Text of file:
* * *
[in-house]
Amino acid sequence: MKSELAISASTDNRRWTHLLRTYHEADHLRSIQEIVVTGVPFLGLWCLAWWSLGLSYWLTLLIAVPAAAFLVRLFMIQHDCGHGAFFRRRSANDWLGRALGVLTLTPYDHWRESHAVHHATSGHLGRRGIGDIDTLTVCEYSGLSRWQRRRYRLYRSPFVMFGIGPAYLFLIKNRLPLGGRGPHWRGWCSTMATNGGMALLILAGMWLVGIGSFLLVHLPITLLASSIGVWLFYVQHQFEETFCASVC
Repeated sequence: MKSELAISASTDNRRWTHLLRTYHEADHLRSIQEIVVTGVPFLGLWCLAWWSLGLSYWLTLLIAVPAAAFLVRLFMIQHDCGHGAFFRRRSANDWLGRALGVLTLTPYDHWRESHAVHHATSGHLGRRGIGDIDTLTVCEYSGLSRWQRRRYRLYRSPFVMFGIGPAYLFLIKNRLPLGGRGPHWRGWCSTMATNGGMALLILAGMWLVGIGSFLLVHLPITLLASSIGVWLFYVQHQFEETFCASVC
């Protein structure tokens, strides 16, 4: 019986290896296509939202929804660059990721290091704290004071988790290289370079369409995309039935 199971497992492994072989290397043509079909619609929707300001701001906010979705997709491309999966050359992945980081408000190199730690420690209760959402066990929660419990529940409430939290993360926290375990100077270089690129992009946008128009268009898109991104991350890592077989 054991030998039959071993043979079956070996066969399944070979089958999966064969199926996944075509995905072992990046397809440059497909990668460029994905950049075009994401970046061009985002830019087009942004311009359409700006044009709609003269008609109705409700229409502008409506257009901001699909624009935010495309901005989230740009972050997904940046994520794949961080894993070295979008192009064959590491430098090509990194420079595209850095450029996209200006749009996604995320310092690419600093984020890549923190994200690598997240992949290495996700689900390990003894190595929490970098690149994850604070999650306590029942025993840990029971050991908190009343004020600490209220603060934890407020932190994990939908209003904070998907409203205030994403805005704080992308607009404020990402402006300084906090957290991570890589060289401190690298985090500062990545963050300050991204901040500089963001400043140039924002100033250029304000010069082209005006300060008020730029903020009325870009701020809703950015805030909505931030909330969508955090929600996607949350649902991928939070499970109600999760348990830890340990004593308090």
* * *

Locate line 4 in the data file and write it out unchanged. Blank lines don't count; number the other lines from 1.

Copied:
């Protein structure tokens, strides 16, 4: 019986290896296509939202929804660059990721290091704290004071988790290289370079369409995309039935 199971497992492994072989290397043509079909619609929707300001701001906010979705997709491309999966050359992945980081408000190199730690420690209760959402066990929660419990529940409430939290993360926290375990100077270089690129992009946008128009268009898109991104991350890592077989 054991030998039959071993043979079956070996066969399944070979089958999966064969199926996944075509995905072992990046397809440059497909990668460029994905950049075009994401970046061009985002830019087009942004311009359409700006044009709609003269008609109705409700229409502008409506257009901001699909624009935010495309901005989230740009972050997904940046994520794949961080894993070295979008192009064959590491430098090509990194420079595209850095450029996209200006749009996604995320310092690419600093984020890549923190994200690598997240992949290495996700689900390990003894190595929490970098690149994850604070999650306590029942025993840990029971050991908190009343004020600490209220603060934890407020932190994990939908209003904070998907409203205030994403805005704080992308607009404020990402402006300084906090957290991570890589060289401190690298985090500062990545963050300050991204901040500089963001400043140039924002100033250029304000010069082209005006300060008020730029903020009325870009701020809703950015805030909505931030909330969508955090929600996607949350649902991928939070499970109600999760348990830890340990004593308090």